In our darkest moments, those times when the future seems grim and all our hard work seems destined to lead to little long-term benefit, we seek support from those closest to us. However, those might not be the best people to ask. They can give affection and emotional support. But are they in a position to give the best advice and the most inspirational pep talks?

Sometimes, it helps to get some direction from experts. Luckily, TED Talks is here to help. They provide advice and motivation from top achievers in various fields – the perfect thing if you need a little motivation to get your career going.

Here are three TED Talks to jump-start your career ambitions:

Elizabeth Gilbert: Your Elusive Creative Genius

Elizabeth Gilbert is the author of Eat, Pray, Love, so you might be excited about a TED Talk that advocates large feasts and constant dating as a way to improve your work life. That’s not the angle Gilbert takes, but her perspective still provides an important lesson about how applying softer skills to the office can lead to big, concrete rewards.

People sometimes view creativity as something separate from normal day-to-day jobs. Artists and authors (Gilbert included) leverage a lot of creativity in exchange for money. But most of us don’t have that kind of job. Filling out TPS forms or processing insurance claims or responding to customer-service tickets might seem a far cry from writing a book.

However, Gilbert argues that unconventional thinking provides a path to success in any field. Apply creativity to any task and you can find a better way to perform it … a version of the old “work smarter, not harder” career advice.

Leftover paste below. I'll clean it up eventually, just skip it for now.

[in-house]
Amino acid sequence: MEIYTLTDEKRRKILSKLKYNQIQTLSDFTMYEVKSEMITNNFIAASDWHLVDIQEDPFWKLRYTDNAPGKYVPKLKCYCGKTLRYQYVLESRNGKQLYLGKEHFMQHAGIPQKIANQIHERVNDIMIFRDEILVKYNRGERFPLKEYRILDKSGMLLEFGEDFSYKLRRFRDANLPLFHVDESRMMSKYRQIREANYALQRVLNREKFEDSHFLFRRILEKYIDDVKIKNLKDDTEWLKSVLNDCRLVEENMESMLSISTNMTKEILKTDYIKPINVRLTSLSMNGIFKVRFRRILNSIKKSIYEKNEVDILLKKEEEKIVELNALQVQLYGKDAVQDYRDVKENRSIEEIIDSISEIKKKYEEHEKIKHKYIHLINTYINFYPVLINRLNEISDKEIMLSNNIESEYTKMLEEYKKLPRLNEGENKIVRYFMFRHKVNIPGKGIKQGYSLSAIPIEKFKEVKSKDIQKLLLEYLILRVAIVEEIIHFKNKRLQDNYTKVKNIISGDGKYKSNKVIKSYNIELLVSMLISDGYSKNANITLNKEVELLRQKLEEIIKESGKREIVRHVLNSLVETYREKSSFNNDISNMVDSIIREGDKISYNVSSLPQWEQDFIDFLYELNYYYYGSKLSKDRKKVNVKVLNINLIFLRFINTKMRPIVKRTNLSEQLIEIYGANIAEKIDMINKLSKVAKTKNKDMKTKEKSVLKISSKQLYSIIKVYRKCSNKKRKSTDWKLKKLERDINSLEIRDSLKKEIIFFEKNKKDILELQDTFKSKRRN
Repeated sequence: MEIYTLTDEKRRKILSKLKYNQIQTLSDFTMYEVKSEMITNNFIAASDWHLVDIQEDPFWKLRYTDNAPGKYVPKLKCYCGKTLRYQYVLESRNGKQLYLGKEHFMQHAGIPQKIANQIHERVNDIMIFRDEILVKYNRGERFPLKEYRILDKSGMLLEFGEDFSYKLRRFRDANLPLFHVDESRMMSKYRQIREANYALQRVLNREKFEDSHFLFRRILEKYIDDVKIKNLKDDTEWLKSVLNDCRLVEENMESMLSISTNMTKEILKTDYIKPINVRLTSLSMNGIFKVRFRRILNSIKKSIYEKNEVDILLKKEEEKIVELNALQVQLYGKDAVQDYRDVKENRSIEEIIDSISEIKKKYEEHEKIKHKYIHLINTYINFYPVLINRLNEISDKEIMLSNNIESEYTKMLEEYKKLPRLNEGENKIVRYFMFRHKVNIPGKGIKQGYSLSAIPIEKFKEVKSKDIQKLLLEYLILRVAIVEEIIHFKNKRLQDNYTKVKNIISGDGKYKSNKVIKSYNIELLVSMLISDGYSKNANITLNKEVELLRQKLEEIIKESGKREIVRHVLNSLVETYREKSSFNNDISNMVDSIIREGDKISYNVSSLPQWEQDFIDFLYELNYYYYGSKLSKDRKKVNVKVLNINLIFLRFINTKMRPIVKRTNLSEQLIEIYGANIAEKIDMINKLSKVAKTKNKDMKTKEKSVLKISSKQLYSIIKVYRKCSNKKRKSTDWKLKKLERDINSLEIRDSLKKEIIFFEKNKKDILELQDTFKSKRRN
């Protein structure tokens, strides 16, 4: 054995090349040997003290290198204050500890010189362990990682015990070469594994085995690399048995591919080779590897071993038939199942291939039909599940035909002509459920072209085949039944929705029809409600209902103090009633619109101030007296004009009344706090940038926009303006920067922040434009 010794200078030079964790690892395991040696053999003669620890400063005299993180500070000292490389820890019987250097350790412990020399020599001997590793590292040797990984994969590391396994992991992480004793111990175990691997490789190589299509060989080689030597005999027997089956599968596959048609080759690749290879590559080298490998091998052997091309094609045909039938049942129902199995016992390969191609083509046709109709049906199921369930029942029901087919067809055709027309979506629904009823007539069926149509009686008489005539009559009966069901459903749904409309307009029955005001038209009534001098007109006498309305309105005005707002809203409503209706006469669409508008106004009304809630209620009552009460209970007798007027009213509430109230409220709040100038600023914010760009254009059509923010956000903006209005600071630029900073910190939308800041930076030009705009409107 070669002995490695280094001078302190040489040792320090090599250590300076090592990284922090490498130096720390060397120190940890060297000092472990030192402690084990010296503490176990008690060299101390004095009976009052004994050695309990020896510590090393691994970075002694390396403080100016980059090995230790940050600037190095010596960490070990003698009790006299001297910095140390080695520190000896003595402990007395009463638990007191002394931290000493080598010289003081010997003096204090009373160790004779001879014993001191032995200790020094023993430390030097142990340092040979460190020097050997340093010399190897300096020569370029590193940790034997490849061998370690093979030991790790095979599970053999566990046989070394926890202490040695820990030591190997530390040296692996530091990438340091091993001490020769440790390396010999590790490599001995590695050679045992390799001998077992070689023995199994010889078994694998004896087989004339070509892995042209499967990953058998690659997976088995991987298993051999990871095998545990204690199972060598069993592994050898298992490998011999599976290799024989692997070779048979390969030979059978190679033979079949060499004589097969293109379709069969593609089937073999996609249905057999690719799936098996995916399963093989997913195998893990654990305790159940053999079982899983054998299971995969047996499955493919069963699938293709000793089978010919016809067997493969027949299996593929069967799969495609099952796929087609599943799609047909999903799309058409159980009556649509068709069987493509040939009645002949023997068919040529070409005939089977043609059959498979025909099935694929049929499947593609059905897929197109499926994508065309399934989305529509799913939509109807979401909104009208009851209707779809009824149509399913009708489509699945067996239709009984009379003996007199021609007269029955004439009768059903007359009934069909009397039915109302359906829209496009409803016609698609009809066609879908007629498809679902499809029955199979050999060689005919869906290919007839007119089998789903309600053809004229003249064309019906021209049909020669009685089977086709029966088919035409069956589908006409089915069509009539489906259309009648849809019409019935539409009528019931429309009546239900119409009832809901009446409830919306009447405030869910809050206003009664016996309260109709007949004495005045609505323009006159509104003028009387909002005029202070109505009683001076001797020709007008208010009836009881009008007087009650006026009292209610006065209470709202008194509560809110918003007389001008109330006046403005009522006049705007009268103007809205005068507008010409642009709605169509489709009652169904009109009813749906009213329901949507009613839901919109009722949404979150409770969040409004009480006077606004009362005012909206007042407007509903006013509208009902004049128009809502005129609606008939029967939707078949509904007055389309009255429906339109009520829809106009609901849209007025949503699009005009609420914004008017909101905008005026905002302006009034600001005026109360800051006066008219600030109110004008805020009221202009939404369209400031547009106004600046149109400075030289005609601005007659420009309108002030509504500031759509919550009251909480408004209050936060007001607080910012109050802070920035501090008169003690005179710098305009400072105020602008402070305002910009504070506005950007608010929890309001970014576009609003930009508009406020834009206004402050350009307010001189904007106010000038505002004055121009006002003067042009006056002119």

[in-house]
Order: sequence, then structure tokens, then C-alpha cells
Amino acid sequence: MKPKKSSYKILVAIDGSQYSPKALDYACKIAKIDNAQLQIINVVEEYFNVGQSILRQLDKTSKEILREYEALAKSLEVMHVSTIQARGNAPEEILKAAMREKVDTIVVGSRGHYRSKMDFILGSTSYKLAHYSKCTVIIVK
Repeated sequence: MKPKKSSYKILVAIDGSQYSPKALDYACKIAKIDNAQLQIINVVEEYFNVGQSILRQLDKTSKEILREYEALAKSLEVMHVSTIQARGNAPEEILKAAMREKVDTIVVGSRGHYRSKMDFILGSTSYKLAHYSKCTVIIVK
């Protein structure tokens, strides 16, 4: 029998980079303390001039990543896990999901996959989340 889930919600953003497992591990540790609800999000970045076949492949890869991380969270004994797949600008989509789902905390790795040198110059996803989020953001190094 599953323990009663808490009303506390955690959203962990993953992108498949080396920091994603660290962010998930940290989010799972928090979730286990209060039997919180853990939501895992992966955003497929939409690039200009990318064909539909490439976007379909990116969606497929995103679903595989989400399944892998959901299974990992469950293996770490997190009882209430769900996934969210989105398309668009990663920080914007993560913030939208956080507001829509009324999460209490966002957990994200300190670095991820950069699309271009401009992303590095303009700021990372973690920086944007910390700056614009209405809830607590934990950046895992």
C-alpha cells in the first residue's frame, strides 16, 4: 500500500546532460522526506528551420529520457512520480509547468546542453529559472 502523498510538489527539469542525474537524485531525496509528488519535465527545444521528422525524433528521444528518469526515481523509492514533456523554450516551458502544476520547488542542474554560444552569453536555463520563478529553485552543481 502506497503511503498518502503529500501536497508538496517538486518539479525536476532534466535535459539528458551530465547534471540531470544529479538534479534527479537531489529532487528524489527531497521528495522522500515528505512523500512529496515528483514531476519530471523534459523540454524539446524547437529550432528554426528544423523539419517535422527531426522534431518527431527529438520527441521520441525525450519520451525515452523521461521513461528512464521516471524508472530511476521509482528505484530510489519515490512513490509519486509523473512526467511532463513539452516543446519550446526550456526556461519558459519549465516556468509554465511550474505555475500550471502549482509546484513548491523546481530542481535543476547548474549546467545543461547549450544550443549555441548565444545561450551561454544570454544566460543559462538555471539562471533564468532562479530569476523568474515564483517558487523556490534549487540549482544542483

Tim Ferriss: Smash Fear, Learn Anything

You have to be interested in what someone has to say when they’ve written a book called The 4-Hour Workweek, right? That’s Tim Ferriss.

But he’s not on stage to teach techniques about how to avoid putting in effort at work (though he is serious about his free time; he holds the Guinness world record for most tango spins in a minute). Instead, he is about efficiency … about getting a lot done in as little time as necessary.

Here, he gives a lesson on how people learn. Specifically, he argues that many of the barriers we encounter are self-constructed. We worry we can’t learn a new skill, and this fear prevents us from really committing to the learning process.

Anyone who has ever been intimidated in a meeting or has felt overrun by the forward march of technology can attest to the truth in Ferriss’s thesis. Once you move past that fear, you can open up new horizons in your career that you didn’t know existed.

Shawn Achor: The Happy Secret to Better Work

People often seek happiness and satisfaction through work. They either look for a job that gives them personal enjoyment or they maximize their income as best they can, hoping to buy happiness with the cash they earn. Unfortunately, it’s easy to fall short on both ends: an unsatisfying job that also doesn’t pay enough to afford lavish hobbies.

Shawn Achor, psychiatrist and the CEO of Good Think Inc., suggests this perspective fails because it gets the order backwards. You might not be able to make yourself happy by becoming successful at work. However, he believes happy people will find themselves more successful in their working lives.

With this in mind, Achor argues that positive thinking can tap into this vein of happiness, and lead to career advancement in turn. A person can lift their view of the world, leading to better work outcomes, and from there, a more satisfying career path.

Finding a perfect work situation can go a long way in stoking motivation. A top-flight recruiter, like SmartTalent, can steer you to the perfect position for your long-term growth. Contact SmartTalent today to find out more.